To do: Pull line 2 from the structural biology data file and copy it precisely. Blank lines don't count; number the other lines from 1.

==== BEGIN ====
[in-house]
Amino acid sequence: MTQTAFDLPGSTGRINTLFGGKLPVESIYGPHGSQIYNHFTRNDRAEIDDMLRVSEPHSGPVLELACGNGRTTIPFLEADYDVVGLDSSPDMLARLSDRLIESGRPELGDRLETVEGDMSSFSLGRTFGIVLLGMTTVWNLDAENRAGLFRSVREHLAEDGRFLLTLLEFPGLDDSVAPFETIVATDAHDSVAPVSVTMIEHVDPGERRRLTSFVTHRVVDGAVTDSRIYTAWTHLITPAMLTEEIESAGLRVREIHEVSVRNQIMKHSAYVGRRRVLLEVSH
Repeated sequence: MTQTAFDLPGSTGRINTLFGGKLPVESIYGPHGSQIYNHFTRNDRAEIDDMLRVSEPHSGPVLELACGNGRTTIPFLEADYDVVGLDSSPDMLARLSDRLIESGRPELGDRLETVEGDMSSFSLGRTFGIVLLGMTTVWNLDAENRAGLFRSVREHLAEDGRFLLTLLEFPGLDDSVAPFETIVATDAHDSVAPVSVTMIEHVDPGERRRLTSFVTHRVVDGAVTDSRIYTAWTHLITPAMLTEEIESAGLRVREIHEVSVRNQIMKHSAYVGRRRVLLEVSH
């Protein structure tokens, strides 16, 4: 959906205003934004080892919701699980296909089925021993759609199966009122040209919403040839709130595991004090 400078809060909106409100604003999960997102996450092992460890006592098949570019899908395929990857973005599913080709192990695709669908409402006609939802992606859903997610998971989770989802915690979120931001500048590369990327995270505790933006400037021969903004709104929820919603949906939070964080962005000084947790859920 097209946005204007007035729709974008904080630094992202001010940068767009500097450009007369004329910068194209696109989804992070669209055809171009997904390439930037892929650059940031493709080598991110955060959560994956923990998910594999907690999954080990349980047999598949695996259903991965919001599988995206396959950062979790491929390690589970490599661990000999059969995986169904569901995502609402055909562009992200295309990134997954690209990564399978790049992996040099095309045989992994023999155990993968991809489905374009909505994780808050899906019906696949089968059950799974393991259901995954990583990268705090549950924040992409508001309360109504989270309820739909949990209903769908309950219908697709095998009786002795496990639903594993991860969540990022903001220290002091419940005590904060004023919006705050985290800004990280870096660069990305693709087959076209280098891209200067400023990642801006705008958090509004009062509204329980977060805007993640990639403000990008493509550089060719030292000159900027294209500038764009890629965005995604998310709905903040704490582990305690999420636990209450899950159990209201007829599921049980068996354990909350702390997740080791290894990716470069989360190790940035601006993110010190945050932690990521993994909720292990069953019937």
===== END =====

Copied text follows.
Amino acid sequence: MTQTAFDLPGSTGRINTLFGGKLPVESIYGPHGSQIYNHFTRNDRAEIDDMLRVSEPHSGPVLELACGNGRTTIPFLEADYDVVGLDSSPDMLARLSDRLIESGRPELGDRLETVEGDMSSFSLGRTFGIVLLGMTTVWNLDAENRAGLFRSVREHLAEDGRFLLTLLEFPGLDDSVAPFETIVATDAHDSVAPVSVTMIEHVDPGERRRLTSFVTHRVVDGAVTDSRIYTAWTHLITPAMLTEEIESAGLRVREIHEVSVRNQIMKHSAYVGRRRVLLEVSH